“I am, dear Sir, yours faithfully,

THOMAS BLACKBURN.”

The following letters to his friends may be taken as specimens of his talent as a correspondent :

“DEAR ISAAK,

“Many days, not to say weeks, I have been meditating an epistle, but the weather has been so humorsome, sometimes so fine, it was a sin to stay within doors-sometimes so confoundedly hipp'd, it would have been mere rebellion to be cheerful even on paper, and I know that there is no vacancy for dumps in your soul. Sunday, for example, began in tears, to be sure, like a fair babe weeping at its own nativity ; but that passed over in the matutinal chambers of day, into which I reverently refrain from intruding. Then, how sweet the infant face of half-past nine, not smiling through its tears, but smiling on them

“ Turning the relics of departed grief

Into bright promise of approaching joy,
So bright the tear-drops on each blade, and leaf !
Alack ! they were too free, too little coy,
Greeting the sunbeams that must soon destroy
Their watery essence. Joy is ever brief.
Best is the joy that sinks into a calm,
Soft as the cadence of a holy psalm.

But it was horribly hot in Rydal chapel; and I was seated so directly within the scope and malice of a gaudy, painted

VOL. I.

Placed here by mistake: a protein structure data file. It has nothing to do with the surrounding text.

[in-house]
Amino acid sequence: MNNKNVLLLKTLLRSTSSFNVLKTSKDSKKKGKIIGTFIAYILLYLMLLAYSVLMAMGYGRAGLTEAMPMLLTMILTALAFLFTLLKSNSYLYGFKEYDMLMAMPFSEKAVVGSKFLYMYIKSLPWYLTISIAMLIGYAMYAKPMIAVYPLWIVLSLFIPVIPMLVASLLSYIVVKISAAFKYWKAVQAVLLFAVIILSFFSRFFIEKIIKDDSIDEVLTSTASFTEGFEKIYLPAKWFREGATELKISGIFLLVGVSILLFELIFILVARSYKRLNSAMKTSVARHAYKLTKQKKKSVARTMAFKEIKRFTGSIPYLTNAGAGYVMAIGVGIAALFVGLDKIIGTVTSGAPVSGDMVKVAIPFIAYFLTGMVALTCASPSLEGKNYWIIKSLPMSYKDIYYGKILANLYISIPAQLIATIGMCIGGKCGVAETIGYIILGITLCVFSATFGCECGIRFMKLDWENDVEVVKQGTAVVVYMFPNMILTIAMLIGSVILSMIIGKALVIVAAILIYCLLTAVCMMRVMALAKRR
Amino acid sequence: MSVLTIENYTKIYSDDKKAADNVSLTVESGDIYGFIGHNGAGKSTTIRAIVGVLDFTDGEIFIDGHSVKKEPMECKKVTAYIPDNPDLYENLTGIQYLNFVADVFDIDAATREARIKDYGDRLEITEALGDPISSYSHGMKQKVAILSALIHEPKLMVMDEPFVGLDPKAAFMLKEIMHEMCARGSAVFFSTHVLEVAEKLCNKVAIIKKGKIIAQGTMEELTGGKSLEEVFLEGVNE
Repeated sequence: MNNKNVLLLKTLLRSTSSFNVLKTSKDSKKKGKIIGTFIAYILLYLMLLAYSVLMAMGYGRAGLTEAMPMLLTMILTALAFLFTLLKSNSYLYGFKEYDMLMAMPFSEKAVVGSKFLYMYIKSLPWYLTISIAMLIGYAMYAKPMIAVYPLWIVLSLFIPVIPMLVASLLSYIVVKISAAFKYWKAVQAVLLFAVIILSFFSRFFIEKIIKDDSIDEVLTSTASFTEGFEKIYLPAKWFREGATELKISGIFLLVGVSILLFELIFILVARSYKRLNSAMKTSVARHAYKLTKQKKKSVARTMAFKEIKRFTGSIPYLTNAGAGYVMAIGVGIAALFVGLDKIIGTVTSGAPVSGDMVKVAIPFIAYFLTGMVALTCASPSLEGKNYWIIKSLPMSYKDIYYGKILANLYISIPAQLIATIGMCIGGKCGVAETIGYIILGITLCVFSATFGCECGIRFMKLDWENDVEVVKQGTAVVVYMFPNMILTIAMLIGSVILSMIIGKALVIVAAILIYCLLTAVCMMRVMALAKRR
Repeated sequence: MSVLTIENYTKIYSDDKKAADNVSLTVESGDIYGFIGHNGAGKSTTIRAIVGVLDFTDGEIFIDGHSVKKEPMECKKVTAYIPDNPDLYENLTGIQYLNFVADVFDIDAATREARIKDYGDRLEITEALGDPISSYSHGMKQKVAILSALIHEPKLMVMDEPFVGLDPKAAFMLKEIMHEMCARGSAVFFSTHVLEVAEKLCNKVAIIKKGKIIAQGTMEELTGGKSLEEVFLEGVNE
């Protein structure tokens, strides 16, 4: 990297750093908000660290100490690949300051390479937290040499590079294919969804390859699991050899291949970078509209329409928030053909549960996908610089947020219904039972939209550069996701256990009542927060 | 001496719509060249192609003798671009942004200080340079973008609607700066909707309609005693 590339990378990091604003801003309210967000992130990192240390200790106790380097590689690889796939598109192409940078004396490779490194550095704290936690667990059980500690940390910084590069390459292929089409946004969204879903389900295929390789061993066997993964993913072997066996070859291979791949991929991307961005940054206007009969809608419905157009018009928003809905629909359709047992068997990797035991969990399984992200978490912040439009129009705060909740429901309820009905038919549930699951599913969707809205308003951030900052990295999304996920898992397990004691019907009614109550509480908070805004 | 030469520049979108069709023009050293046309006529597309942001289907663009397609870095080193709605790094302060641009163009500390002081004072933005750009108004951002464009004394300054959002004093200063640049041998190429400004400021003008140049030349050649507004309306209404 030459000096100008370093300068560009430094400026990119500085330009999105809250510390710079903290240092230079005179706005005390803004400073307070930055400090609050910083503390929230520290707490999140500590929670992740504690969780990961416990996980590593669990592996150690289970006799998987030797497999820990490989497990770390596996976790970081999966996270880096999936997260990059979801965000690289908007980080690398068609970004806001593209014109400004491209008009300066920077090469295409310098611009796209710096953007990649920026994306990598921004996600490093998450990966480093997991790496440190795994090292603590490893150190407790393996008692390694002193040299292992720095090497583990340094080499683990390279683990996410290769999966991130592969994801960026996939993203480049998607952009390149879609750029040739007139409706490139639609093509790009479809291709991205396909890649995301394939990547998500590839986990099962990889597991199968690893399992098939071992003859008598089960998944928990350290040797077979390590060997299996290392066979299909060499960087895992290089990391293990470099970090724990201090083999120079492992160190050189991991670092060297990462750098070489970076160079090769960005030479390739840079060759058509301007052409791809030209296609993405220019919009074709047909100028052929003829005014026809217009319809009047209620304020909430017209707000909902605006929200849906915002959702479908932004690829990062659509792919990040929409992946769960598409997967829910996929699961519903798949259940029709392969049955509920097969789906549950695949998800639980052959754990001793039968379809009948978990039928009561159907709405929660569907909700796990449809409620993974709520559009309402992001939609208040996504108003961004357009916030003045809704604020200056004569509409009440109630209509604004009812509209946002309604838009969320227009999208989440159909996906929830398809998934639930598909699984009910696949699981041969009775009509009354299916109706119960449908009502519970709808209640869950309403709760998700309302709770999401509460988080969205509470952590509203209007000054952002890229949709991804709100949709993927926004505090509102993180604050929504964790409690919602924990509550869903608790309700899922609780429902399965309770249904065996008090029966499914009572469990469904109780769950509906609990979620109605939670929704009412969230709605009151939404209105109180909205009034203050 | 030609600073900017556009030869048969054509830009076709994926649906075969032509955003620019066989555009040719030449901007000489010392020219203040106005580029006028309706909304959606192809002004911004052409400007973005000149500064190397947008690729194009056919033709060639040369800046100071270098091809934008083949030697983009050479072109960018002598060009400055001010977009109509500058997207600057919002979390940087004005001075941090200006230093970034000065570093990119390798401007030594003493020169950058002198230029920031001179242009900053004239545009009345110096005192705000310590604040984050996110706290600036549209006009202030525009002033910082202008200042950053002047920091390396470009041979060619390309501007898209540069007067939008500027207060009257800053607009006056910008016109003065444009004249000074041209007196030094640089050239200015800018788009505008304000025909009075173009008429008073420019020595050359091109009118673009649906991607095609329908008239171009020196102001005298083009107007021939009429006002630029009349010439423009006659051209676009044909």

window, that I am afraid I thought far more of Archimedes and his burning-glass, and Vitalianus and the Goths (vide Lempriere, Gibbon, and the Byzantine historians), and Apollo killing Niobe's children with his arrows, and folks driven crazy in the wilds of America by a coup de soleil, and a particular passage of Southey's Kehama, where somebody or other turns a stake of teak-wood into white flaky ashes with a sun-beam, than of Ahab, and Naboth, and Jezebel, in the first lesson. A friendly cloud enabled me to give my attention to the second, as well as to my cousin-in-law's admirable discourse on the Gospel—'If thou hadst known,' &c. I dined at Mr. — , and saw that most interesting of all sights, a pair of youthful lovers whose love was blessed with parental approval. I could not make out what Miss saw in her swain, except a pretty young gentleman in a white neckcloth and Deacon's Orders; but I saw in her almost as much as he could imagine, only I saw it calmly, as I might have done a fair picture illustrating an ingenious tale of possible goodness. Thank Heaven, I have arrived at the point which one of my early doggrel compositions foretold as my best state.